David Webber, an engineer with Volkert and Associates, reviews a map with those in attendance of last night's public meeting.

Archived Story

Interstate extension could be ‘enormous’

Published 11:02pm Friday, July 23, 2010

A proposed 120-plus mile extension of Interstate 85 could pass just south of Demopolis, bringing with it the potential for an economic boom.
“The potential is enormous,” Demopolis Mayor Mike Grayson said. “When you look at history and patterns, economic growth tends to follow Interstate construction. You don’t see it as much along highways the way you once did. Being near the interstate is an important piece of the puzzle.”
The route, designated by Volkert & Associates, Inc. – a consulting firm who assisted the Alabama Department of Transportation (ALDOT) with an environmental study of the extension – covers more than 126 miles and connects Montgomery, Lowndes, Dallas, Perry, Marengo and Sumter counties before ending in York at Interstate 20/59, scattering development opportunities along the way.
“Economic development is only development if it’s new business, recruiting new business and industry and people to the area,” said Dr. Ken Tucker, a Marengo County commissioner and Dean of the Business College at the University of West Alabama. “What you don’t want to happen is for it to cannibalize the businesses on Highway 80.”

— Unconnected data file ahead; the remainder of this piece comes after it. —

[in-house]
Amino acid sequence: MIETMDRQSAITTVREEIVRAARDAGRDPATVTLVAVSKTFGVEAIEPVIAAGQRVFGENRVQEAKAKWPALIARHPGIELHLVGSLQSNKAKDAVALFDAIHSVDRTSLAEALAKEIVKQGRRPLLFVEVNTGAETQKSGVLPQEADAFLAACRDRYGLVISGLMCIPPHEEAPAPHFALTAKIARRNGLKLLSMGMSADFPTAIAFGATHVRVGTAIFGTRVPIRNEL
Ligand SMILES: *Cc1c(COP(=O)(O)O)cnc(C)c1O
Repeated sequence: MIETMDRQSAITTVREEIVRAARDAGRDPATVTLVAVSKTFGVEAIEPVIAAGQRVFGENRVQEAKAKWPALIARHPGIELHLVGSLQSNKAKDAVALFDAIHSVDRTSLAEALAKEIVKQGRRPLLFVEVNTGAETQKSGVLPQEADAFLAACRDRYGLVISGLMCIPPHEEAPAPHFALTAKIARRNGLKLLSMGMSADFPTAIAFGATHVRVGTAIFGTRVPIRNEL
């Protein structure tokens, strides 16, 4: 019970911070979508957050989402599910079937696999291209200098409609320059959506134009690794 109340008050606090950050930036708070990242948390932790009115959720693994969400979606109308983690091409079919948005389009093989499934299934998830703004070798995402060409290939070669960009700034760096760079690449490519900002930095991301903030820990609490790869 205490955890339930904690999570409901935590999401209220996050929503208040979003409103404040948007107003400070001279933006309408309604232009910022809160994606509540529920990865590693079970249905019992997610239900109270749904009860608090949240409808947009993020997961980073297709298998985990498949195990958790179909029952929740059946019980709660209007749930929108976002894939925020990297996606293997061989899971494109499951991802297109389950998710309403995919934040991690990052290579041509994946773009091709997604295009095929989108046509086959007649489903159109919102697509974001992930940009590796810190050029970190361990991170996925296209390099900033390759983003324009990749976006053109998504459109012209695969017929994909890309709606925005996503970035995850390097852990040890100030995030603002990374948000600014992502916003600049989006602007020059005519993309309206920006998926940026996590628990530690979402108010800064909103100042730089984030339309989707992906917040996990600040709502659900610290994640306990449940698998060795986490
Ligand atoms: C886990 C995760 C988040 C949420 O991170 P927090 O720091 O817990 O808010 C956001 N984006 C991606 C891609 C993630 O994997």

While Grayson was optimistic about the business and industrial potential of a major thoroughfare’s crossing through Demopolis, he suspected the most immediate impact may be by way of tourism and tax dollars.
“What we want in terms of tourism is for people to come to Demopolis not through Demopolis,” he said. “Right now, there’s not an easy way to get here. (The proposed extension) changes all that. All of a sudden, Demopolis is a pretty attractive stop on this route to Mississippi.”
The preferred route of the project runs south of Selma from Montgomery before turning north of Uniontown, dropping back south of Demopolis and traveling west, ending just north of Cuba.
Tucker added that, should business and industry follow tourists, the opportunity to improve existing infrastructure would be felt across the Black Belt.
“You increase your population base,” he said. “More people means more tax dollars for the city and county which is put back into roads, parks and improving whatever infrastructure that may exist, which, in turn, improves the overall quality of life.”
Construction is not likely to begin before 2015 and could last until 2035 under the most ideal conditions.

Editor's Picks